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'Non-member observer state'

Diana Hodali / bkNovember 30, 2012

The United Nations General Assembly has voted to recognize Palestine as a "non-member observer state." For one German politician, Europe's lack of unity on the issue is a serious problem.

RAMALLAH, WEST BANK - NOVEMBER 29: (ISRAEL OUT)Palestinians wave their national flag during a rally on November 29, 2012 in Ramallah, West Bank. Palestinian leader Mahmoud Abbas will speak to The UN General Assembly later today in a bid for Palestinians to achieve 'non-member state' status, a move that is widely expected to be passed despite opposition from Israel and the United States. (Photo by Uriel Sinai/Getty Images)
Palästina Ramallah UN HoffnungImage: Getty Images

Few doubted that Palestinian President Mahmoud Abbas would succeed in his bid. After the Palestinians were denied full UN membership last year, the least they could expect was to be upgraded to observer status. The Palestinian Authority has been pursuing this aim for months, and has now succeeded.

The Palestinians won a necessary two-thirds majority, with 138 of 193 states voting in favor, including Spain, France, and Italy. Meanwhile nine countries voted against, including Israel, the US, and Canada.

Mahmoud Abbas, President of the Palestinian National Authority speaks to the United Nations General Assembly before the body votes on a resolution to upgrade the status of the Palestinian Authority to a nonmember observer state during the 67th session of the United Nations General Assembly at United Nations headquarters in New York, New York, USA, 29 November 2012. EPA/ANDREW GOMBERT +++(c) dpa - Bildfunk+++
Abbas won the necessary two-thirds majorityImage: picture alliance / dpa

Germany abstains

And there were 41 abstentions, including Germany and the UK. It was not an easy decision to make, said German Foreign Minister Guido Westerwelle, but he underlined that it was a carefully considered, balanced decision.

"On the one hand we see the justified desire of the Palestinians for their own state," he said. "But on the other side we recognize our special responsibility to Israel and to a peaceful and stable development in the region." The foreign minister went on to declare that though Germany supported a Palestinian state next to Israel, the country had doubts that Palestine's observer status at the UN was "beneficial at this point in the peace process."

Westerwelle said there was a fear that Abbas' bid would lead to a hardening of the fronts. "The decisive steps to true statehood can only be taken by negotiations between the Israelis and the Palestinians."

No European consensus

This declaration effectively stopped attempts to find a consensus in the European Union on the Palestinian question. In the past few weeks, the German government repeatedly considered voting against the Palestinian bid.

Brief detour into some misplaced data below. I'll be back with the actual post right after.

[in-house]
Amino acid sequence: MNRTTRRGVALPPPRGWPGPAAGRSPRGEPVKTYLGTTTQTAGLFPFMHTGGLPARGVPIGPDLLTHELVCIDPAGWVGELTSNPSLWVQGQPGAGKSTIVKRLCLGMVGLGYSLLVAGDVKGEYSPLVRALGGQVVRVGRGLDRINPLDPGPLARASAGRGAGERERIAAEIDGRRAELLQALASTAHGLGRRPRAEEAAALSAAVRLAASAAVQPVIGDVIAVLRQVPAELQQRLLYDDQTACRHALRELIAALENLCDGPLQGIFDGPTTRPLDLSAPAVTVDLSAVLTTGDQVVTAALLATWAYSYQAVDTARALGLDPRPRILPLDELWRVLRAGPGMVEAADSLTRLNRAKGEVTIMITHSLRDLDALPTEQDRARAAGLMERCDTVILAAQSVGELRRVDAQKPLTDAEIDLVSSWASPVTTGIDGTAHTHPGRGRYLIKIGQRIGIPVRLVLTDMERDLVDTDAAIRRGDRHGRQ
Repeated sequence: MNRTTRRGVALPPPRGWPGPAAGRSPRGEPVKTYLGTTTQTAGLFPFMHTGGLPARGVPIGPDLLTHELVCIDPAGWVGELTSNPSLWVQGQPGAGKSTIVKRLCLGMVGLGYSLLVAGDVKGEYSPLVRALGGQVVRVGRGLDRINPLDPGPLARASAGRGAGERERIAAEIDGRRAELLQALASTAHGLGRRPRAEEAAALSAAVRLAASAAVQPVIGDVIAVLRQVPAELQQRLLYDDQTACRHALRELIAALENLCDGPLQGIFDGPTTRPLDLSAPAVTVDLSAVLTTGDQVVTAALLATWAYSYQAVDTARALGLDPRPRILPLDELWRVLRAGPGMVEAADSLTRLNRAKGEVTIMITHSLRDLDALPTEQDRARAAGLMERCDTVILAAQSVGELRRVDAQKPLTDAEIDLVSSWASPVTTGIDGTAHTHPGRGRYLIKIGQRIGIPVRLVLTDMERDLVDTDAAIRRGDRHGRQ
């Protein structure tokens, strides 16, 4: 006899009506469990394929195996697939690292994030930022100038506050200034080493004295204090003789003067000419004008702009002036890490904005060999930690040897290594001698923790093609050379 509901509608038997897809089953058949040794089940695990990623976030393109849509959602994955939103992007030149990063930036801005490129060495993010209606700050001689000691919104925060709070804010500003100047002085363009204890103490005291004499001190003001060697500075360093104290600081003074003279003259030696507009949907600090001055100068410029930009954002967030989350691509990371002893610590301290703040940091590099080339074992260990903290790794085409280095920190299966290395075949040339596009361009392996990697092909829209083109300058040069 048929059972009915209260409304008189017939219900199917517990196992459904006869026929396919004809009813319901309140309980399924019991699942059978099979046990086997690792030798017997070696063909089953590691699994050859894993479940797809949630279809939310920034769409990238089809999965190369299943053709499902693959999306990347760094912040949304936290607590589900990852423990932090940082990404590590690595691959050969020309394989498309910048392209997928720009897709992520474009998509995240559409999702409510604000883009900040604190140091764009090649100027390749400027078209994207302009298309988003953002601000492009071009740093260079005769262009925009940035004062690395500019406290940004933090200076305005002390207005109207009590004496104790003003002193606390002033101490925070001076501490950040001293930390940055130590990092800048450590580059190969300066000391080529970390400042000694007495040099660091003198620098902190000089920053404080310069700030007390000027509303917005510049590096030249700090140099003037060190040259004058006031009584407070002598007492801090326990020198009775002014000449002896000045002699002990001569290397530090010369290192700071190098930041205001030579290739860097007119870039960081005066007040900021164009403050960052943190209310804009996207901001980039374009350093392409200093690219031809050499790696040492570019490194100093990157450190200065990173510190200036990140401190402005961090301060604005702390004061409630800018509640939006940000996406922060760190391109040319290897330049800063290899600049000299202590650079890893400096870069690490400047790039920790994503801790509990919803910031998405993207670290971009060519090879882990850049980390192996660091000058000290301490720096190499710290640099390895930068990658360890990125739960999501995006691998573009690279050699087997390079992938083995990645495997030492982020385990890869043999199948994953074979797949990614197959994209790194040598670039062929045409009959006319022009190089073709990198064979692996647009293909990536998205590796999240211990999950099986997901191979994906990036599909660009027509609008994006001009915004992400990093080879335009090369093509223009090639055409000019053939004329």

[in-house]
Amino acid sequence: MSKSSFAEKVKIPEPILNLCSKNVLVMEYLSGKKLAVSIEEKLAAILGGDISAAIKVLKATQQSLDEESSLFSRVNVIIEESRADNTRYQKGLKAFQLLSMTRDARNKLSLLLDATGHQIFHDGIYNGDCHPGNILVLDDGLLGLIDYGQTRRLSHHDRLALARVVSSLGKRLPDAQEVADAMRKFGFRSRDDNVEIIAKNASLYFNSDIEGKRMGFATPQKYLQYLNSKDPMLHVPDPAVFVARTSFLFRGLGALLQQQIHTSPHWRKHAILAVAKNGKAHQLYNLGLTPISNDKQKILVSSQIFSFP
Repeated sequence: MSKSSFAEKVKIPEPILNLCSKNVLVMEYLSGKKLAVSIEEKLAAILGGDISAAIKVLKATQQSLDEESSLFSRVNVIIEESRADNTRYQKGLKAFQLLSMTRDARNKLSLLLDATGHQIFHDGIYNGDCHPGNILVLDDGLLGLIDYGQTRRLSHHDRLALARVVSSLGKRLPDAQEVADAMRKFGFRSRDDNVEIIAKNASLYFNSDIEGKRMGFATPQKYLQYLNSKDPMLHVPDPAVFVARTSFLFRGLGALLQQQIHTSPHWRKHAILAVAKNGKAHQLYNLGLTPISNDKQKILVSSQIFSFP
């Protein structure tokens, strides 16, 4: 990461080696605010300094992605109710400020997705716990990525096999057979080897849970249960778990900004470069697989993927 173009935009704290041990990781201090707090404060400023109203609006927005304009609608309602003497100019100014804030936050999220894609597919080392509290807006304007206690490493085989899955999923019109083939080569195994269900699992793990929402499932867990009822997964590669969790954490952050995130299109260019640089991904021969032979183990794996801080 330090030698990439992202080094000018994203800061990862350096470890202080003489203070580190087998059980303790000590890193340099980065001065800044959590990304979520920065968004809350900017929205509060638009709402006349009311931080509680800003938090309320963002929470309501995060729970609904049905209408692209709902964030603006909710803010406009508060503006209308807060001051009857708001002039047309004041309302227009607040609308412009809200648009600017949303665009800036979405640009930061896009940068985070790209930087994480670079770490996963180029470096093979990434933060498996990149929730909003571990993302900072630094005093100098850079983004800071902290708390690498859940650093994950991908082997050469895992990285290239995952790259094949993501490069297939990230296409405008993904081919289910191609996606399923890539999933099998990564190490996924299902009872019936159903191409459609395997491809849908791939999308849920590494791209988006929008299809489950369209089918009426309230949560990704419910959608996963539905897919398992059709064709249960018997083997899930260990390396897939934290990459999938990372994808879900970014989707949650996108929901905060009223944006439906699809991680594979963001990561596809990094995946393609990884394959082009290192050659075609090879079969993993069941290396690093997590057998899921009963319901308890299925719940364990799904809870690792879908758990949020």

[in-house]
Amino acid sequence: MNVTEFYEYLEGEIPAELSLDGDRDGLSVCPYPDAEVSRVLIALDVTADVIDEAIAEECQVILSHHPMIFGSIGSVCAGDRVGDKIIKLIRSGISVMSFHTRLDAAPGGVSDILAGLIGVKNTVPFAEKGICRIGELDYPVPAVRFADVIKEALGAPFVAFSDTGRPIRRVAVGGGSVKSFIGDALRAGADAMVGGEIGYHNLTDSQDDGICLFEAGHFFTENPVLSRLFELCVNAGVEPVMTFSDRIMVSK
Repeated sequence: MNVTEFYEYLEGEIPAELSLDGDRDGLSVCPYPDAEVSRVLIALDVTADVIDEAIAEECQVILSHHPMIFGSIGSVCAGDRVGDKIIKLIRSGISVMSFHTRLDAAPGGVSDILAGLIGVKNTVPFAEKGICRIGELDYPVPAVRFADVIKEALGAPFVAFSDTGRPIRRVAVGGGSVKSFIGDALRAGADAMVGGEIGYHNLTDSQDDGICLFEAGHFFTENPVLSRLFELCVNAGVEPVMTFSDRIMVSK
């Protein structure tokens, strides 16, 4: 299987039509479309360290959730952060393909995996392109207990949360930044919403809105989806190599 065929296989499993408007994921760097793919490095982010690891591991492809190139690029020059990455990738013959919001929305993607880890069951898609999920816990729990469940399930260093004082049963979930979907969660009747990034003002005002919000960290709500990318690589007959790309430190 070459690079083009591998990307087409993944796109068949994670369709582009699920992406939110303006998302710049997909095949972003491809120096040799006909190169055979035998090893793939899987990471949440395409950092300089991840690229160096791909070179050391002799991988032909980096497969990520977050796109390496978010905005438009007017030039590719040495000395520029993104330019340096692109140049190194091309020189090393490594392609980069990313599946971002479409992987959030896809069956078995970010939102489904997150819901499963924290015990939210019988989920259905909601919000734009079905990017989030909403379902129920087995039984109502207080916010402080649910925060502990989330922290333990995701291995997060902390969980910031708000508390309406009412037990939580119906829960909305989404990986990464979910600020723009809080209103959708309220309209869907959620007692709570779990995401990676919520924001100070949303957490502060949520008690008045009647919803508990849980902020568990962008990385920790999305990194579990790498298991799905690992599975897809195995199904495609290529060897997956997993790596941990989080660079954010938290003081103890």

The fact that the EU could not agree on a policy was a serious problem, said Rolf Mützenich, foreign policy spokesman for Germany's center-left Social Democratic Party (SPD). He told Deutsche Welle that a "yes" from Germany would have been perfectly feasible. "I believe we must do everything we can to support the forces in Palestine that want a peaceful agreement with Israel and a fair two-state solution. And that is what President Abbas stands for."

German Foreign Minister Guido Westerwelle attends a press conference with Afghanistan's counterpart in Berlin on November 26, 2012. AFP PHOTO / JOHANNES EISELE (Photo credit should read JOHANNES EISELE/AFP/Getty Images)
Germany changed its mind at the last minuteImage: Johannes Eisele/AFP/Getty Images

Abstaining from the vote was the least that Germany could have done for the Palestinian president, Mützenich continued. The internal Palestinian conflict between Hamas and Fatah, which Abbas leads, was enough for him to deal with, he argued. "It would have been a fatal signal if on top of that he hadn't had the support of important European governments on the international stage, or even been weakened by them," he said.

Palestinians hope for more international support

Even if Abbas has not yet succeeded in gaining full membership for Palestine, the new observer status should smooth the Palestinians' way on to the international stage. With non-member observer status, Palestine can, for instance, appeal to international courts and sue Israel over its settlement policy.

Palestinian politician Hanan Ashrawi described Thursday's vote as a "turning point." She said she saw "the beginning of a new era for Palestine, and for our struggle for freedom, independence, the end of occupation, and the liberation of the land and the people."

Israel, on the other hand, sees Palestine's appeal to the UN as a unilateral breach of previous peace agreements, which stipulate that all outstanding issues must be dealt with at the negotiating table. But Abbas hopes that the new status will give peace talks a new impetus - he has announced that he wants to return to negotiations with Israel immediately.